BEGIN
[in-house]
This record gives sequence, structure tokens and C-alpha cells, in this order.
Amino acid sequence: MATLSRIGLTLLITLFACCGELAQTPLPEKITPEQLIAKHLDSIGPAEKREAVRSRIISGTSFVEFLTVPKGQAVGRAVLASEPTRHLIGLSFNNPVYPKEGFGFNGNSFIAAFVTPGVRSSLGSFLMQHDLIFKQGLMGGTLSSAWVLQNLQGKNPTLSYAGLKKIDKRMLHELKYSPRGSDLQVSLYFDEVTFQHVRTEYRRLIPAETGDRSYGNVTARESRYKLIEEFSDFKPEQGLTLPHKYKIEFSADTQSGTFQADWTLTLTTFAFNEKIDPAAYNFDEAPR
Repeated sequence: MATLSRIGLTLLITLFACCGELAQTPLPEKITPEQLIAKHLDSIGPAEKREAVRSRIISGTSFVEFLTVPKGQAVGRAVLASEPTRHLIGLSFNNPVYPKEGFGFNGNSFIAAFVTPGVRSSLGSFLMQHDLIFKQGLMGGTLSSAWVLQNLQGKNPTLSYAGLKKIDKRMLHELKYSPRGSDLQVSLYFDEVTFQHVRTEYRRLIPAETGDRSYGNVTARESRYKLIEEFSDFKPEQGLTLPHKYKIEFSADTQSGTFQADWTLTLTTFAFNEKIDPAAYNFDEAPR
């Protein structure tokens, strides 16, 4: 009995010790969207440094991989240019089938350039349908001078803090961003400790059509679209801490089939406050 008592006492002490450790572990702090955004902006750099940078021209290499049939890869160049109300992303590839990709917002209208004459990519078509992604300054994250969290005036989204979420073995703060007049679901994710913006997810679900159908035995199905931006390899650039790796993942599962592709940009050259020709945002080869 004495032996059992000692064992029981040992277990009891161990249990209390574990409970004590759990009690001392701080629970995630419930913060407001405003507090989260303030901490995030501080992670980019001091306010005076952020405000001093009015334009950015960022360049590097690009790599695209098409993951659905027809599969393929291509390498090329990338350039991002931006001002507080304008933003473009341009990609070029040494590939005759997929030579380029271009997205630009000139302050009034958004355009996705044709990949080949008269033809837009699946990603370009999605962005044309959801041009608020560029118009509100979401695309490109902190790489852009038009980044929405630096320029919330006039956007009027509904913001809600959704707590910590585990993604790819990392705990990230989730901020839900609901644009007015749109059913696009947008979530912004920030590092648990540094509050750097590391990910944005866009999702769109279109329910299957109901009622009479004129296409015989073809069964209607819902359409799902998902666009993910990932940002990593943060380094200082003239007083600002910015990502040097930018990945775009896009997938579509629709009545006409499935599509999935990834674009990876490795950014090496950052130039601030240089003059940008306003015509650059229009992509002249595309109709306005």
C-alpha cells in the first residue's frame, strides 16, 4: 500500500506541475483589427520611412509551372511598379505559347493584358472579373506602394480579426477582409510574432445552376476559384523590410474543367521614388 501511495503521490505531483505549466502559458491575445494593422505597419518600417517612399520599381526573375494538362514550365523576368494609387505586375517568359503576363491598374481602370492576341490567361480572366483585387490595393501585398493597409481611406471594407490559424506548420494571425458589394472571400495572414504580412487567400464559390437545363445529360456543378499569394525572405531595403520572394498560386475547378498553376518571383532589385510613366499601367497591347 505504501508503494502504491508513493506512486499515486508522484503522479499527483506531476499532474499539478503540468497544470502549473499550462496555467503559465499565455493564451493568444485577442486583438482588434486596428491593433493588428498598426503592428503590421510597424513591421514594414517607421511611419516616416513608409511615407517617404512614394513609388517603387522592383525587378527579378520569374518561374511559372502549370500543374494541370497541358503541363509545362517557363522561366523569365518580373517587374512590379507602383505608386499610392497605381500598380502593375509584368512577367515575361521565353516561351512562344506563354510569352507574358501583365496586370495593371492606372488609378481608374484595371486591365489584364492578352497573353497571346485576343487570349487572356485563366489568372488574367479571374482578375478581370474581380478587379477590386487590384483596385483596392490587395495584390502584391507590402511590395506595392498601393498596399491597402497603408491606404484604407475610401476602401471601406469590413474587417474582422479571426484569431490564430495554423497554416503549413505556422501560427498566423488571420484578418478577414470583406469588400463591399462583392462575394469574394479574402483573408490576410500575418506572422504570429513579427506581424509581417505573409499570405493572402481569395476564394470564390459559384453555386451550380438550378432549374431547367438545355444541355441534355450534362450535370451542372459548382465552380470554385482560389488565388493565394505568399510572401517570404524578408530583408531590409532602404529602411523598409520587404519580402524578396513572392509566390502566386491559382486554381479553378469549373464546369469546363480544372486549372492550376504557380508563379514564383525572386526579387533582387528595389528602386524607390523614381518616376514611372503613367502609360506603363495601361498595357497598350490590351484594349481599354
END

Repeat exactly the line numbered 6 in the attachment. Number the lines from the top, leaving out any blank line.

C-alpha cells in the first residue's frame, strides 16, 4: 500500500506541475483589427520611412509551372511598379505559347493584358472579373506602394480579426477582409510574432445552376476559384523590410474543367521614388 501511495503521490505531483505549466502559458491575445494593422505597419518600417517612399520599381526573375494538362514550365523576368494609387505586375517568359503576363491598374481602370492576341490567361480572366483585387490595393501585398493597409481611406471594407490559424506548420494571425458589394472571400495572414504580412487567400464559390437545363445529360456543378499569394525572405531595403520572394498560386475547378498553376518571383532589385510613366499601367497591347 505504501508503494502504491508513493506512486499515486508522484503522479499527483506531476499532474499539478503540468497544470502549473499550462496555467503559465499565455493564451493568444485577442486583438482588434486596428491593433493588428498598426503592428503590421510597424513591421514594414517607421511611419516616416513608409511615407517617404512614394513609388517603387522592383525587378527579378520569374518561374511559372502549370500543374494541370497541358503541363509545362517557363522561366523569365518580373517587374512590379507602383505608386499610392497605381500598380502593375509584368512577367515575361521565353516561351512562344506563354510569352507574358501583365496586370495593371492606372488609378481608374484595371486591365489584364492578352497573353497571346485576343487570349487572356485563366489568372488574367479571374482578375478581370474581380478587379477590386487590384483596385483596392490587395495584390502584391507590402511590395506595392498601393498596399491597402497603408491606404484604407475610401476602401471601406469590413474587417474582422479571426484569431490564430495554423497554416503549413505556422501560427498566423488571420484578418478577414470583406469588400463591399462583392462575394469574394479574402483573408490576410500575418506572422504570429513579427506581424509581417505573409499570405493572402481569395476564394470564390459559384453555386451550380438550378432549374431547367438545355444541355441534355450534362450535370451542372459548382465552380470554385482560389488565388493565394505568399510572401517570404524578408530583408531590409532602404529602411523598409520587404519580402524578396513572392509566390502566386491559382486554381479553378469549373464546369469546363480544372486549372492550376504557380508563379514564383525572386526579387533582387528595389528602386524607390523614381518616376514611372503613367502609360506603363495601361498595357497598350490590351484594349481599354